MA, University of Colorado
BA, New York University
Rhonda Claridge received her Bachelor of Arts in journalism and classical writing from New York University and went on to earn her Master of Arts in English and creative writing from the University of Colorado. Currently an instructor of English at Colorado Mesa University-Montrose Campus, Claridge teaches English Composition, Writing Studio, Reading Studio and Mythology.
Originally from the Bahamas, Claridge moved to the high country of the Southern Rocky Mountains in 1992. She began reporting for a local newspaper in 1995, and she continues to publish articles as a freelance writer. Fiction, personal essays and researched non-fiction relating to human and natural history are her favored genres.
Claridge's goal as an instructor is to instill a love of learning and language. Citing a recent Association of American Colleges and Universities study, she pointed out that strong communication skills are a priority among today's employers. Thus, she emphasizes to students the importance of learning how to communicate effectively in order to succeed both professionally and personally. She challenges students to think independently, and teaches them to write in various forms in preparation for their future academic and career demands. Students are encouraged to work together and autonomously to learn more about their community and to explore their own identities. Assignments may require them to interview regional experts on an issue or event, or to research a myth from their ancestral heritage.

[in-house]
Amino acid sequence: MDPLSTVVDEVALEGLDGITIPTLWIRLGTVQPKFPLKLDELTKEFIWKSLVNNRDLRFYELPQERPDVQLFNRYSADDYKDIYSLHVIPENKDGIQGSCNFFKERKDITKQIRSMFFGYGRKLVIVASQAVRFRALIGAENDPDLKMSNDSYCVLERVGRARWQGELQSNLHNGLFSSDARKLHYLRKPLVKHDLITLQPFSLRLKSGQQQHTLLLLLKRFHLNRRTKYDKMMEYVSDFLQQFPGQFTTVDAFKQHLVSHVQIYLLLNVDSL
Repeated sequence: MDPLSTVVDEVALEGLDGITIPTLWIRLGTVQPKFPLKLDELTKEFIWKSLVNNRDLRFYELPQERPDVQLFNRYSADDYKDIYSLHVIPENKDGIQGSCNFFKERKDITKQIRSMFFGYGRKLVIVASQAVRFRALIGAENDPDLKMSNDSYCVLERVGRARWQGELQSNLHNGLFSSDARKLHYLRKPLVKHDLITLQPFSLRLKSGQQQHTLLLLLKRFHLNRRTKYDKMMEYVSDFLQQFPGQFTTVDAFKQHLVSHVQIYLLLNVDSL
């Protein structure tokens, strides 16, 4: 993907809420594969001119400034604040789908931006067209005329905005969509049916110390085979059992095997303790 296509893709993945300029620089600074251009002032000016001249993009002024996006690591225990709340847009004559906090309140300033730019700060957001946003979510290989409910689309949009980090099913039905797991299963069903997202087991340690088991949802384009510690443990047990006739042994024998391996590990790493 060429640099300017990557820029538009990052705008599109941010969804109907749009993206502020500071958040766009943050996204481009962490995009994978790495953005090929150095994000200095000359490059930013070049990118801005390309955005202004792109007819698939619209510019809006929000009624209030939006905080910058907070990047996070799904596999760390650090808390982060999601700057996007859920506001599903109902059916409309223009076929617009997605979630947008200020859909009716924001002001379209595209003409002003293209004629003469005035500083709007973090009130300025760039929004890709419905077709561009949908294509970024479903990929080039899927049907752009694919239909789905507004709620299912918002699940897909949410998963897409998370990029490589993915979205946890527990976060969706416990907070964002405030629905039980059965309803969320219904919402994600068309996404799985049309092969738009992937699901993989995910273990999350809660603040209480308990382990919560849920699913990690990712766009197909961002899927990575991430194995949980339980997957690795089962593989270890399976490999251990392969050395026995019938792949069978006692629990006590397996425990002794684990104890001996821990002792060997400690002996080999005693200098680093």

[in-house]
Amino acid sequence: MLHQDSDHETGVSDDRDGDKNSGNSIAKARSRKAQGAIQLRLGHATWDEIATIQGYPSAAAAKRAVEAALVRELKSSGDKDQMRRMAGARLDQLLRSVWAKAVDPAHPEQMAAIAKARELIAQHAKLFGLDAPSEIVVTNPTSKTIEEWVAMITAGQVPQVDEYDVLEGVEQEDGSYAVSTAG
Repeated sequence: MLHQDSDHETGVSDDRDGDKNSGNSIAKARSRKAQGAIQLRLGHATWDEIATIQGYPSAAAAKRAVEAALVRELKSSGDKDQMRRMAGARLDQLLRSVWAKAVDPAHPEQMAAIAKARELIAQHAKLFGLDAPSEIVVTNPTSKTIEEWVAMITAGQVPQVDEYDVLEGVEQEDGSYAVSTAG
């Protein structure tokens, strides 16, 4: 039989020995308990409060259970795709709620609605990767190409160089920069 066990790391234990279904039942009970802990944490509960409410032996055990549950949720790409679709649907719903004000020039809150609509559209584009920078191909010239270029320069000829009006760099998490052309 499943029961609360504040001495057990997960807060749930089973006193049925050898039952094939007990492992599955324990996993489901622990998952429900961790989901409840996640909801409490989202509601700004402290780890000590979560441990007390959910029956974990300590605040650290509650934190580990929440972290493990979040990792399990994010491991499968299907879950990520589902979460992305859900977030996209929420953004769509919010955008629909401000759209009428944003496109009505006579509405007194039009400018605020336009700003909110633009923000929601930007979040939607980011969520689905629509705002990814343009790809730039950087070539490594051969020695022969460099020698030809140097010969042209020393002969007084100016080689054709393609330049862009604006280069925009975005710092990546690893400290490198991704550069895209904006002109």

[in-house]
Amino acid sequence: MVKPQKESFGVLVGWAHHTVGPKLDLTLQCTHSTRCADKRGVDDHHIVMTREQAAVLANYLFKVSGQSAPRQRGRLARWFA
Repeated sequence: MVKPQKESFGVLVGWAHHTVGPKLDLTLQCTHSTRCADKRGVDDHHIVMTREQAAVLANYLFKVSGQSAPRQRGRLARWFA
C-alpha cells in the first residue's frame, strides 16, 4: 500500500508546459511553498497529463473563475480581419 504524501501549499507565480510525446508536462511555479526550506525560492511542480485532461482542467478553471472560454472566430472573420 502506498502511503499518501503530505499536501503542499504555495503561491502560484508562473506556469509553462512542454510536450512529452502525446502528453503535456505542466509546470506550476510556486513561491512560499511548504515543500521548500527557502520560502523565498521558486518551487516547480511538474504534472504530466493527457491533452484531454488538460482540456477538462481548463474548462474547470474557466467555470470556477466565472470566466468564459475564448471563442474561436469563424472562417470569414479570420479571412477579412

She has been teaching English Composition and Literature for 14 years at the Montrose campus. She engages students in the learning process by giving them free rein to explore topics of their own interest, by encouraging their progress and by helping them discover their particular strengths.
Eight years ago, Claridge founded the Black Canyon Review, an annual publication of student essays from the Montrose Campus, which she continues to edit and produce for the benefit of students and the larger reading community. This publication grants students an opportunity to showcase their scholarly and creative achievements.
2008 First Prize, Telluride Literary Mirror Contest;
2007 Robin Magee Fellowship Award;
Honorable Mention, 2001 Katherine Anne Porter Prize, The Nimrod/Hardman Awards;
Highly Commended, 2001 Commonwealth Broadcasting Prize for Short Fiction;
1999 Literature Artist Fellowship, Colorado Council on the Arts;
1998 Phoebe Fiction Award, George Mason University, Fairfax, VA;
1997 Philip Roth Writer-in-Residence, Bucknell University, Lewisburg, PA;
Third Prize, 1996 Writers' Society of the Bahamas Playwright Competition;
1995 Transatlantic Review Award for Fiction, The Henfield Foundation, New York, NY;
1995 Jovanovitch Imaginative Writing Award for Fiction, University of Colo., Boulder;
1993 Scholarship, Squaw Valley Community of Writers